With basty wings time present they outtly, And smelling Nowers painted the infant wood. And tread the doubtful maze of Destiny; Then tlocks of birds through the glad air did Bee, There walk, and sport among the years to come, Joyful and safe before man's luxury.

And with quick eye pierce every couse's wund.

came.

Thus these wise saints enjoy'd their little all, Jonathan and David; upon which the latter Free from the spite of much-mistaken Saul: absents himself from court, and the former For, if man's life we in just balance weigh,

goes thither, to inform himself of Saul's reDavid deserv'd his envy less than they.

solution. The feast of the New Moon ; the Of this retreat the hunted prince makes choice, manner of the celebration of it; and therein Adds to their choir his nobler lyre and voice. a digression of the history of Abraham. Saul's But long unknown ev’n here he could not lie; speech upon David's absence from the feast, So bright his lustre, so quick Envy's eye!

and his anger against Jonathan, David's Th’offended troop, whom he escap'd before, resolution 10 fly away ; be parts with Jonatban Pursue bim here, and fear mistakes no more: and falls asleep under a tree. A description of Belov'd revenge fresh rage to them affords; Phansy ! an angel makes up a vision in David's Some part of him all promise to their swords. head; the vision itself, which is, a prophecy of They came, but a new spirit their hearts pos- all the succession of his race till Christ's time, sest,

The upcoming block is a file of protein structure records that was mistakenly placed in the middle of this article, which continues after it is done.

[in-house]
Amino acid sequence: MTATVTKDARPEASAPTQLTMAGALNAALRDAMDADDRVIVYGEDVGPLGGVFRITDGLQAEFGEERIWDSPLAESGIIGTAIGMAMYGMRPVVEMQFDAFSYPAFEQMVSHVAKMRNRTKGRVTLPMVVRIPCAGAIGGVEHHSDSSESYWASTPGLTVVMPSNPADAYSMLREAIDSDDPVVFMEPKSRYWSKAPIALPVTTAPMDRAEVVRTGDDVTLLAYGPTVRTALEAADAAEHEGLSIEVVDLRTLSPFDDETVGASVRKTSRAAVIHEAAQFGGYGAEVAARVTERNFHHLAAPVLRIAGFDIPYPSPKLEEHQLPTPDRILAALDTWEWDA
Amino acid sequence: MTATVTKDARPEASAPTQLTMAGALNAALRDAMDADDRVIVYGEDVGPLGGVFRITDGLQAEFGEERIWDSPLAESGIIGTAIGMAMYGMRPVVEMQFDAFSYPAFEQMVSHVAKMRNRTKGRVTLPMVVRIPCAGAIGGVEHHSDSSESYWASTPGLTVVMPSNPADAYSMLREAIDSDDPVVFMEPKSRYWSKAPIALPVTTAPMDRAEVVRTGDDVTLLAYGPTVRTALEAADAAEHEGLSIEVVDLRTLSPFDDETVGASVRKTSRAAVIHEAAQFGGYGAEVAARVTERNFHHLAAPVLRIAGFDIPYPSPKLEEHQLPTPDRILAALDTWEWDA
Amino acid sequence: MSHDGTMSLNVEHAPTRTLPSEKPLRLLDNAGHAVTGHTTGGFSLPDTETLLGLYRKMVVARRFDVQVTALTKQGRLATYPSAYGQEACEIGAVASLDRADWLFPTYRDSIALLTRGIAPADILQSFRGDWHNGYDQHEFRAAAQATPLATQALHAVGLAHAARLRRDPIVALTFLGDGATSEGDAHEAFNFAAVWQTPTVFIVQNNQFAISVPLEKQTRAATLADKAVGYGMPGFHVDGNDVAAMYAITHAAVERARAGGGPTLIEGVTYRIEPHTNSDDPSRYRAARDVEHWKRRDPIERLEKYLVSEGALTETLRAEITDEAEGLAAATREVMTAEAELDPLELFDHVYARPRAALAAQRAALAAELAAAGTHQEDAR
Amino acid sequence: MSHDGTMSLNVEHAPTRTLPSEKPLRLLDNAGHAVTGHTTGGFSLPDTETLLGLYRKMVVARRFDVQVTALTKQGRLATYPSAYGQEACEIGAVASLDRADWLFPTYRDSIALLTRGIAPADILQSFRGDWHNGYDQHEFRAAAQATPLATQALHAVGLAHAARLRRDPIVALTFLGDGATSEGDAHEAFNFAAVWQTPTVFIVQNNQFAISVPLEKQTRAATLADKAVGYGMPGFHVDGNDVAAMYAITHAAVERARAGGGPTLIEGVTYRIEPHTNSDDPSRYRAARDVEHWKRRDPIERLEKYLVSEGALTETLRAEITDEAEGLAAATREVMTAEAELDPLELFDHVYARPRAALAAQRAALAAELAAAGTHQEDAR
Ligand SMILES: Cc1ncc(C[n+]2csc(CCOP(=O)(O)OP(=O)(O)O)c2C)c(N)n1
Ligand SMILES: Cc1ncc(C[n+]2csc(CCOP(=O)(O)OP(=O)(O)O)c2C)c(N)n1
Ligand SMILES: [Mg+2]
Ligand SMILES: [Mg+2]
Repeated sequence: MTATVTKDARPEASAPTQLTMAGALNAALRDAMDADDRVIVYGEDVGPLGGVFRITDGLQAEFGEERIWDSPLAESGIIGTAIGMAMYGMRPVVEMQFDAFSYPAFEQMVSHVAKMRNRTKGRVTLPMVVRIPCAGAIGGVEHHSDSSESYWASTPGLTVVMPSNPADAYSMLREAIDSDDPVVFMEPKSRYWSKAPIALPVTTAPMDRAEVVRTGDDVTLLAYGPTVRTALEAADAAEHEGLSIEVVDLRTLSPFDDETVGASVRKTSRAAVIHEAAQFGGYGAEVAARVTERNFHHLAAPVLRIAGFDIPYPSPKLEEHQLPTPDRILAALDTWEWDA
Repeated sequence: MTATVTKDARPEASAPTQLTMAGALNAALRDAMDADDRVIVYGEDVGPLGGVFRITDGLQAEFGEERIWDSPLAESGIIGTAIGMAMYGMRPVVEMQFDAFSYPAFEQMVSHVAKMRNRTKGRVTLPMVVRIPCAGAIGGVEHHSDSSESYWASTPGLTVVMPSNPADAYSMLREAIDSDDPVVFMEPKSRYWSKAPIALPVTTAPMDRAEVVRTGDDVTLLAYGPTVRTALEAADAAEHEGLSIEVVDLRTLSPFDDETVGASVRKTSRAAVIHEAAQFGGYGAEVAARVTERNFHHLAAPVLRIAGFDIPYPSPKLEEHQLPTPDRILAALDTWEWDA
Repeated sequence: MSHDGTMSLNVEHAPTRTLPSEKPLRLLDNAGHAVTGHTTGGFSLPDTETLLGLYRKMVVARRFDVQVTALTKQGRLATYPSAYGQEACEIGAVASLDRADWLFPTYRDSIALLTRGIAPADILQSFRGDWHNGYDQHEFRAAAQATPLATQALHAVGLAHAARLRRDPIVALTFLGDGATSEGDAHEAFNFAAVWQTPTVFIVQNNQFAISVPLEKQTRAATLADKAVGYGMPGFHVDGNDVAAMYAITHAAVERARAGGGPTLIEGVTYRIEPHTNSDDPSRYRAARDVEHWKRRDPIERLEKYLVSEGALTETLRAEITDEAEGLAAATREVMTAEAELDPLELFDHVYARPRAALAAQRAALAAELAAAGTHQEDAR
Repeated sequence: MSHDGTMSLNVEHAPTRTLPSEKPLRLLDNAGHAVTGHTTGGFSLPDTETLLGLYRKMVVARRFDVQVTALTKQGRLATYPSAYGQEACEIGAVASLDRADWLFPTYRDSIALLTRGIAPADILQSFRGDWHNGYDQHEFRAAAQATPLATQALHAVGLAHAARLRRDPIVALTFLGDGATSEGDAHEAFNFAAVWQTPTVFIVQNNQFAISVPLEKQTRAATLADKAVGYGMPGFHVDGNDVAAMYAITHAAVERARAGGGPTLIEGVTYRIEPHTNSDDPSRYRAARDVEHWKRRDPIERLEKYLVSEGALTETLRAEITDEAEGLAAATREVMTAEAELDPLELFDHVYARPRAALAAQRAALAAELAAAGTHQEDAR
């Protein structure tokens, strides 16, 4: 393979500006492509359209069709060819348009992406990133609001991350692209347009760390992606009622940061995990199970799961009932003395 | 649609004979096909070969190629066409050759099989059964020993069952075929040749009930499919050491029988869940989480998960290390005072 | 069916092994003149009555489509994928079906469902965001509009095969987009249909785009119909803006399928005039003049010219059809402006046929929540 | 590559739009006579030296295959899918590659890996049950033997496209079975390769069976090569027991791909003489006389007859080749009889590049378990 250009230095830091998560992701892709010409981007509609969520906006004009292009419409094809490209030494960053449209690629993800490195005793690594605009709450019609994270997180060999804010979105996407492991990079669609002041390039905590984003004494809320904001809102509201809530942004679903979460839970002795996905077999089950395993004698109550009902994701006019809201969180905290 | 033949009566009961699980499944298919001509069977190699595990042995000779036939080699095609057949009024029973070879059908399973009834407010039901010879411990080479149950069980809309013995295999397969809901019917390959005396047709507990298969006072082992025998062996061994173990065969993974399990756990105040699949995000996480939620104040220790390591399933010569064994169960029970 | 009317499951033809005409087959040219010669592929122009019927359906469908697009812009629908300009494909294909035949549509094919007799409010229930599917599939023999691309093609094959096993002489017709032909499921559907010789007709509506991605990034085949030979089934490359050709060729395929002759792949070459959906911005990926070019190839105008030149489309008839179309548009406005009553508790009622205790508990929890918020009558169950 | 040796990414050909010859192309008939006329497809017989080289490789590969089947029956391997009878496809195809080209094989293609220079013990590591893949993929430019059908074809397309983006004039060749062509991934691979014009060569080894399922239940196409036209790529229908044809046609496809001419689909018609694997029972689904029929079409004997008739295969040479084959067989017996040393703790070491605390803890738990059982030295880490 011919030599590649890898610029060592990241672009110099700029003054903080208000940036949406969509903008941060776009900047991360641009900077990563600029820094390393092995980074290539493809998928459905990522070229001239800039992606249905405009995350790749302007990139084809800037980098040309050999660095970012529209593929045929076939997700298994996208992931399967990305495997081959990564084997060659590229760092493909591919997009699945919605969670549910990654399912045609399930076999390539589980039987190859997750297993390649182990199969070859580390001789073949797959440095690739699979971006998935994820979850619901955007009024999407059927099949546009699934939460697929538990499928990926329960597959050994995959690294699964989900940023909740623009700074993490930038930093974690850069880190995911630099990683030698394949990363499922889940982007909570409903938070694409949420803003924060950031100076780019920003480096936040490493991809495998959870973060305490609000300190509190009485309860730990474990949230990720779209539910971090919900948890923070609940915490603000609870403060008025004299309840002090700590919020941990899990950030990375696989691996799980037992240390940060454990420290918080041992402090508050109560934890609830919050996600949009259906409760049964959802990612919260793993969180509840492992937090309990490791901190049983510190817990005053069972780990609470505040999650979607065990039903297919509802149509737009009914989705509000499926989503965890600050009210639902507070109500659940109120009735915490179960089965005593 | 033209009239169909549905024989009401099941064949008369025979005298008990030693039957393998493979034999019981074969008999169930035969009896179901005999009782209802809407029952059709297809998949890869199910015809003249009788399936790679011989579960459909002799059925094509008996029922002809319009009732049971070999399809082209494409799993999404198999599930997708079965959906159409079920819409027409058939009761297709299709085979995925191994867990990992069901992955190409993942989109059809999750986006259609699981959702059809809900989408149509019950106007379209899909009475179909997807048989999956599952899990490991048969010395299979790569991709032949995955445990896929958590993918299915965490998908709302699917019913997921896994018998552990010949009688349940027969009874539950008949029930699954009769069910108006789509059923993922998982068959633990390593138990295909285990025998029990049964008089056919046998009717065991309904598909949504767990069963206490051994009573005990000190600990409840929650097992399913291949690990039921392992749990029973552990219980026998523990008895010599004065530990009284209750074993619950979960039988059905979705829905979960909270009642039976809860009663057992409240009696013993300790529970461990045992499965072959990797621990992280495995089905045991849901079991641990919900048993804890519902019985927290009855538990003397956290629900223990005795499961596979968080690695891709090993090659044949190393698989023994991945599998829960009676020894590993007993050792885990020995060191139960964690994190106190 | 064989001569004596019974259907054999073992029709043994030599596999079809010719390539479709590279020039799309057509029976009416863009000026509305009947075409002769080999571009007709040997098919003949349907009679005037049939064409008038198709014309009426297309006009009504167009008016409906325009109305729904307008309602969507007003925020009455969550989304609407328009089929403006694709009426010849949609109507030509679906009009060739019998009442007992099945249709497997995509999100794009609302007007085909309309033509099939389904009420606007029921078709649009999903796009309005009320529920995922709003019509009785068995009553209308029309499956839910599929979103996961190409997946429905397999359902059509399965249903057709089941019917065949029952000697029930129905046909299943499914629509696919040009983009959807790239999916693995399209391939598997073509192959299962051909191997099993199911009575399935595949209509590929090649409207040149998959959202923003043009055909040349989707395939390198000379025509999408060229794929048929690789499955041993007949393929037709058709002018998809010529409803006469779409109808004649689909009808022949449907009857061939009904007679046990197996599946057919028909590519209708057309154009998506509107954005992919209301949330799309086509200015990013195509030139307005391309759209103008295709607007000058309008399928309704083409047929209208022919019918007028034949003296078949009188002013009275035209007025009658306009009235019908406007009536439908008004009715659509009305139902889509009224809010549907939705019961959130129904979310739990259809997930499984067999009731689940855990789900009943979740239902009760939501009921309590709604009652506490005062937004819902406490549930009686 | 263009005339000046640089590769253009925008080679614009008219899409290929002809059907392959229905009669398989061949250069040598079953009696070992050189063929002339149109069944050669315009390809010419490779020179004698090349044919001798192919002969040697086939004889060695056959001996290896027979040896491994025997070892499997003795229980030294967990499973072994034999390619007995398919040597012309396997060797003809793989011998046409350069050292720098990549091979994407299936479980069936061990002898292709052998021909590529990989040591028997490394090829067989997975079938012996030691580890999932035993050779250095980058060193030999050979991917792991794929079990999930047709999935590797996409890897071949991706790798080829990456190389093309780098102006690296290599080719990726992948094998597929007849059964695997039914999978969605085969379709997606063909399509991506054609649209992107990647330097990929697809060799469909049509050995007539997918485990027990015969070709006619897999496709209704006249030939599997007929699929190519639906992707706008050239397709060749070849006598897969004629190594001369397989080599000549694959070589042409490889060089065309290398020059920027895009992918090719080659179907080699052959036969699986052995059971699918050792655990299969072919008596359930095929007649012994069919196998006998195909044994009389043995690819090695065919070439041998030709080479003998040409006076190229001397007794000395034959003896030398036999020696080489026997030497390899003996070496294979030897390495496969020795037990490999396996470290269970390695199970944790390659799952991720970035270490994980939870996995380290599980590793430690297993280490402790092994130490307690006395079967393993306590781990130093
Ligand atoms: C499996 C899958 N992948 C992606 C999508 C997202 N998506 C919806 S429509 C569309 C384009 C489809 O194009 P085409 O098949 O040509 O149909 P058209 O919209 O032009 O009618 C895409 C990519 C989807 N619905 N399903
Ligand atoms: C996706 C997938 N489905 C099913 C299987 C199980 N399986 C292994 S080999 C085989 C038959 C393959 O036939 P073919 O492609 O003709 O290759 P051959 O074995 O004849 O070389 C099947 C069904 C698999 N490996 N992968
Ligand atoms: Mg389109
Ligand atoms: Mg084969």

with their inost remarkable actions. At his Scattering a sacred calm through every breast: awaking, Gabriel assumes a human shape, The furrows of their brow, so rough erewhile, and confirms to him the truth of his vision, Sink down into the dimples of a smile : Their cooler veins swell with a peaceful tide, And the chaste streams with even current glide; But now the early birds began to call A sudden day breaks gently through their eyes, The morning forth ; p rose the Sun and Saul; And morning blushes in their cheeks arise: Both, as men thoaght, rose fresh from sweet reThe thoughts of war, of blood, and murder,

pose ; cease ;

But, both alas ! from restless labours rose : In peaceful tunes they arlore the God of peace ! For in Saul's breast, Envy, the toilsome sin, New messengers twice more the tyrant sent,

Had all that night active and tyrannous been : And was twice more mock'd with the same event: She expell'd all forms of kindness, virtue, grace; His heighten'd rage no longer brooks delay; Of the past day no footstep left or trace; It sends bim there himself: but on the way

The new-blown sparks of his old rage appear, His foolish anger a wi-e fury grew,

Nor could his love dwell longer with his fear. And blessings from his mouth unbidden flew : So near a storm wise David would not stay, His kingly robes he laid at Naioth down, Nor trust the glittering of a faithless day; Began to understand, and scorn, his crown;

He saw the Sun call in his beams apace, Employ'd bis mounting thoughts on nobler And angry clouds march up into their place; things,

The sea itself smooths his rough brow awhile, And felt more solid joy than empire brings; Flattering the greedy merchant with a smile; Embrac'd his wondering son, and on his head, But he, whose shipwreck'd bark it drank be. The balm of all past wounds, kind tears, he shed.

fore, So covetous Balaam, with a fond intent Sees the deceit, and knows it would have more. Of cursing the blest seed, to Moab went :

Such is the sea, and such was Saul. But as he went, his fatal tonguc to sell,